As U.S. leadership of the international order fades, more countries are seeking to bolster their influence by meddling in foreign conflicts. In this new era of limit testing, Crisis Group’s President Robert Malley lists the Ten Conflicts to Watch in 2019.
The China-Pakistan Economic Corridor, opened in 2015, could bring needed jobs and investment to Pakistan. But many projects also risk widening social divides and heightening political tensions along the route. With Beijing’s support, Islamabad should seek the public’s input to ensure equity in economic gains.
China and Russia’s separate visions for Central Asia could transform the region’s political and economic landscape as well as relations between the two Eurasian giants. To the smaller, embryonic Central Asian nation states, the new geopolitical realities could offer both economic prosperity as well as worsening instability and conflict.
China, traditionally averse to intervening abroad, is testing the role of peacebuilder in South Sudan, where it has unique leverage. This could portend a growing global security role, but further Chinese engagement will likely be tempered by self-interest, capacity constraints and aversion to risk.
Dangerous aerial and naval encounters are rising as China and Japan spar over disputed islands in the East China Sea. A promising reconciliation process has floundered. To prevent an accident tipping the dispute into open hostility, both sides urgently need a credible crisis management protocol to insulate any negotiations from their broader rivalry.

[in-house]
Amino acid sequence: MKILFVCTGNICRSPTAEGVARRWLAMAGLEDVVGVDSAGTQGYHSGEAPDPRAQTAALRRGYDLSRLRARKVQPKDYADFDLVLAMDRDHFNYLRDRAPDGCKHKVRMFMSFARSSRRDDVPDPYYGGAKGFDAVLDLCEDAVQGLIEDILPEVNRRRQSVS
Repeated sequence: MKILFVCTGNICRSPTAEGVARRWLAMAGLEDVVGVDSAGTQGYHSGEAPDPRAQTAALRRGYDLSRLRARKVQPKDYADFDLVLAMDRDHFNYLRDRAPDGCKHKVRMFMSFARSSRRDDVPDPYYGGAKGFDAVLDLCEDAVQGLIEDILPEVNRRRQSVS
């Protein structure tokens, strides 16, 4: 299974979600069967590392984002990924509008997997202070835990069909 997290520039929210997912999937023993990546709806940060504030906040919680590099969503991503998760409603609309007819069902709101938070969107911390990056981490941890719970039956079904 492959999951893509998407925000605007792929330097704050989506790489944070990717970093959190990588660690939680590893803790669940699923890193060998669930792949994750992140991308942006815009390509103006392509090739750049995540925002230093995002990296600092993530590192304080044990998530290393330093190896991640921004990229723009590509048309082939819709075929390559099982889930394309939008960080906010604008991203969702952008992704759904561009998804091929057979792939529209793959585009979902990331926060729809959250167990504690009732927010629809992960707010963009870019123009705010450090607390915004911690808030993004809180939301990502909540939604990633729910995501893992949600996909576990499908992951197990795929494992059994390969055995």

The race for hydrocarbon reserves in the South China Sea is aggravating conflicting territorial claims. The regional players need cooperation, yet have increasingly open confrontations at sea. For peaceful joint energy development, all parties need to stop acting unilaterally and do more to understand the others’ goals and limitations.
The South China Sea is the cockpit of geopolitics in East Asia, and growing tensions pose a serious threat to stability in the region. China and ASEAN must take advantage of the currently favourable environment to establish new codes of crisis management, especially at sea, to withstand any new conflicts.
U.S.-China relations have deteriorated to their worst point since the 1989 Tiananmen Square pro-democracy protests in Beijing.
[China's leader Xi Jinping could build on a centralised party-state system]. Whether that is good for the world depends on whether [he] makes the right decisions.
[Chinese President] Xi [Jinping] sees there is a strategic opportunity of Donald Trump having taken America in a different direction and seeing that void, that has led him to ramp up that policy further.
China is implementing the sanctions [on North Korea] with unprecedented rigor and determination. But does that mean everything is being followed through completely? Not necessarily.
China sees sanctions as punishment for bad behaviour rather than an effective means of achieving disarmament [of North Korea].
[Frustration] has created space for a wider policy debate in China, between those who think China has to stand behind North Korea and those who call for abandoning it and cooperating more with the U.S.
Michael Kovrig’s detention is unjust and inhumane. It should not have lasted one hour, let alone one year.
Originally published in The Washington Post
Pakistan’s central government is all-in on CPEC. But at key points, local communities are resisting.
Originally published in The Diplomat
Facing uncertain times in U.S. policy and a pivot to diplomacy from North Korea, leaders of China, Japan and South Korea met in Tokyo on 9 May to downplay historical grievances and show their support for denuclearisation, trade and better relations. But underlying disputes could still resurface.
Japan and China should use a new maritime and aerial communication mechanism to manage disputes with professionalism, dialogue and diplomacy.
Originally published in South China Morning Post
Originally published in Asia Times